This is actually one strip that showed up in the first episode. I remember because I had done this one and had asked a question about this but got no answer so it’s a good opportunity to analyse it again.
Long message incoming
You are a doctor
That’s fine I have no issue with that part.
The sentence then continues and this is where I have some questions. I’m really going waist deep into this one so bear with me.
新人 means “a newcomer, a rookie” and the sentence ends with a non-formal copula だ so this is clear to. The director of the hospital is telling Saitou that he thinks Saitou is a rookie and well, he is.
This is a good opportunity to tackle だろう. I always pass it by, barely grazing it but now dang it I want to understand it. Not understanding something and letting pass by depresses me, it feels like I’m cutting corners. So let’s take that bull by the horns and ram it in my head.
Shannon previously provided a link about this but I wasn’t sure I understood and decided to google it on my own.
According to this article だろう expresses uncertainty. First Eureka moment was that I read it was the non-formal form of でしょう which I did not know. Quote:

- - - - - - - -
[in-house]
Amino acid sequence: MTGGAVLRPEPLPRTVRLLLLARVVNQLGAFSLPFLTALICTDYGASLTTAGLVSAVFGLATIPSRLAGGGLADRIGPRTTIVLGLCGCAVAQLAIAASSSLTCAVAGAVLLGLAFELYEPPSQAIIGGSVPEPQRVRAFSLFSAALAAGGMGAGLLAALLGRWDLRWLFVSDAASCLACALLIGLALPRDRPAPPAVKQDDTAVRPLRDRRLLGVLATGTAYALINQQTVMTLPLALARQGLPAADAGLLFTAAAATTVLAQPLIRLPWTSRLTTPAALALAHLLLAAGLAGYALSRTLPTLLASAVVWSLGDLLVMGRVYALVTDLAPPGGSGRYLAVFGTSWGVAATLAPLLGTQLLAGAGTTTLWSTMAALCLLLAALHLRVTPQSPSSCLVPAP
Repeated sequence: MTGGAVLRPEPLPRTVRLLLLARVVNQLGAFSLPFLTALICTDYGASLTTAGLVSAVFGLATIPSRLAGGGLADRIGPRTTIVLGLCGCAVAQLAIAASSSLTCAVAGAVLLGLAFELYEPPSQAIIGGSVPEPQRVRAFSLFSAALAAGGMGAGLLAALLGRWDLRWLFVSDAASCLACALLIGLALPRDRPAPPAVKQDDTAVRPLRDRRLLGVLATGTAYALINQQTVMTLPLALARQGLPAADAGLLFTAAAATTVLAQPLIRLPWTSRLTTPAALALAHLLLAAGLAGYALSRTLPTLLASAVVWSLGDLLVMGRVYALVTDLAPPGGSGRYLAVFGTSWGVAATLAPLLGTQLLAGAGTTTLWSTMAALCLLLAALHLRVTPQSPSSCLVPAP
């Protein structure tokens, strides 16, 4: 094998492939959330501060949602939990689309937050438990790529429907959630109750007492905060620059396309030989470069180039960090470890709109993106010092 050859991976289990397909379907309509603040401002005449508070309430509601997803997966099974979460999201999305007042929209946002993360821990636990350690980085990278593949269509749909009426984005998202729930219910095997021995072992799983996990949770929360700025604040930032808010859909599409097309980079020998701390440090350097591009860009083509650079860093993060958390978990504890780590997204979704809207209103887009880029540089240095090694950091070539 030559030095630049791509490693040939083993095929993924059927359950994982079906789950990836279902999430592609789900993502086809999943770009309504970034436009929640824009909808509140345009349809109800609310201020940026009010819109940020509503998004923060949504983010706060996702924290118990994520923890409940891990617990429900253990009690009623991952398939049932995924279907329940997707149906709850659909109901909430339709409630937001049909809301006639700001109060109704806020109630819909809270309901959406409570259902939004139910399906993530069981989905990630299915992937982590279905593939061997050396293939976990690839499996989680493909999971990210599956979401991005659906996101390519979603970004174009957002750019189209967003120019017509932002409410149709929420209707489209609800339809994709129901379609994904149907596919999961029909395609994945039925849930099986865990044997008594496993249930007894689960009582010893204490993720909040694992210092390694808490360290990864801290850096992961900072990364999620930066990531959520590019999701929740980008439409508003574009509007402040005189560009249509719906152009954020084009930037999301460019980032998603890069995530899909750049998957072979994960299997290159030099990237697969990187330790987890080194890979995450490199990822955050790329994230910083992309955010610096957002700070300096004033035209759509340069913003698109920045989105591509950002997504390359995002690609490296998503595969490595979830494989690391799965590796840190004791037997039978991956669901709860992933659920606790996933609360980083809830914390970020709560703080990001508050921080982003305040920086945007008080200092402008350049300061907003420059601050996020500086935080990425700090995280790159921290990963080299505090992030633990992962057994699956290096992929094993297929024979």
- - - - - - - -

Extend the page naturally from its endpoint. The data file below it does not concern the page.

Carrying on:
Darou is a plain form of deshou , and means “will probably.” The adverb tabun (“perhaps”) is sometimes added.
Bold for emphasis. In the sentence at hand, I don’t think the director is saying that Saitou ‘will be a rookie’ it just wouldn’t make sense so this makes me question the veracity of that article.
Further on, another quote:
Darou or deshou are also used to form a tag question. In this case, you usually can tell the meaning from the context.
Again, in the article, I don’t think the director is asking a question. I think he’s stating a fact and the だろう is there to express a “pretend” uncertainty as a form of politeness so that it doesn’t come across that he’s accusing Saitou of being a rookie.
A difference source seems more plausible:
So basically, it’s something which is hard to translate in words. It’s not a “hard” I think in the sense that’s he’s thinking about it. It’s more like he considers that Saitou is a rookie from my understanding of things. Am I on the right track with this?
が comes after, as part of the は✚が construction, going from something general to something more specific.
You’re a doctor but you’re also a rookie I believe
Then, for the second question, 半人前… what does it mean? The dictionary lists: “half a man”. I don’t even really understand what that means in English. I can picture it as an insult to a man but other than that, I don’t know and I feel like it carries a specific meaning which I can’t quite grasp. It could mean that he’s still wet behind the ears or just out of his teenage hood.
I googled it and this wiki says it can also mean ‘half a person’s work’. Is this what the director is saying here? Saitou is doing only part of the full job of a doctor?